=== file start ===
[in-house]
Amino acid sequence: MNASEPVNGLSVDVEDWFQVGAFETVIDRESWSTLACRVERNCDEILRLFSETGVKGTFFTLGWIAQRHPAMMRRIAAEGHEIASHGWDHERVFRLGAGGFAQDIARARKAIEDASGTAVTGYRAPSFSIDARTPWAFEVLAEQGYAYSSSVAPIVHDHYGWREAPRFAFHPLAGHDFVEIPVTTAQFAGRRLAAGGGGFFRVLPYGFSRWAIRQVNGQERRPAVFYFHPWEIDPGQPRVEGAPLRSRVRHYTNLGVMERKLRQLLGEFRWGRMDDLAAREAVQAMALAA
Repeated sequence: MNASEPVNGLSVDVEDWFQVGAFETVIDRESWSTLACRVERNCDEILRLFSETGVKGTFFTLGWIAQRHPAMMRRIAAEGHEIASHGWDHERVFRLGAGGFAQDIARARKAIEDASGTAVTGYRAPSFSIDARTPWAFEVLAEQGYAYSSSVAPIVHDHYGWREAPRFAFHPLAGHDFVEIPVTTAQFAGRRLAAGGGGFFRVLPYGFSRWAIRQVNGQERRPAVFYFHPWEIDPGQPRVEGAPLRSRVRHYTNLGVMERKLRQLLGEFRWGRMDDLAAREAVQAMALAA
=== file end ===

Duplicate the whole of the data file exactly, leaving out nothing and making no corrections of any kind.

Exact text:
[in-house]
Amino acid sequence: MNASEPVNGLSVDVEDWFQVGAFETVIDRESWSTLACRVERNCDEILRLFSETGVKGTFFTLGWIAQRHPAMMRRIAAEGHEIASHGWDHERVFRLGAGGFAQDIARARKAIEDASGTAVTGYRAPSFSIDARTPWAFEVLAEQGYAYSSSVAPIVHDHYGWREAPRFAFHPLAGHDFVEIPVTTAQFAGRRLAAGGGGFFRVLPYGFSRWAIRQVNGQERRPAVFYFHPWEIDPGQPRVEGAPLRSRVRHYTNLGVMERKLRQLLGEFRWGRMDDLAAREAVQAMALAA
Repeated sequence: MNASEPVNGLSVDVEDWFQVGAFETVIDRESWSTLACRVERNCDEILRLFSETGVKGTFFTLGWIAQRHPAMMRRIAAEGHEIASHGWDHERVFRLGAGGFAQDIARARKAIEDASGTAVTGYRAPSFSIDARTPWAFEVLAEQGYAYSSSVAPIVHDHYGWREAPRFAFHPLAGHDFVEIPVTTAQFAGRRLAAGGGGFFRVLPYGFSRWAIRQVNGQERRPAVFYFHPWEIDPGQPRVEGAPLRSRVRHYTNLGVMERKLRQLLGEFRWGRMDDLAAREAVQAMALAA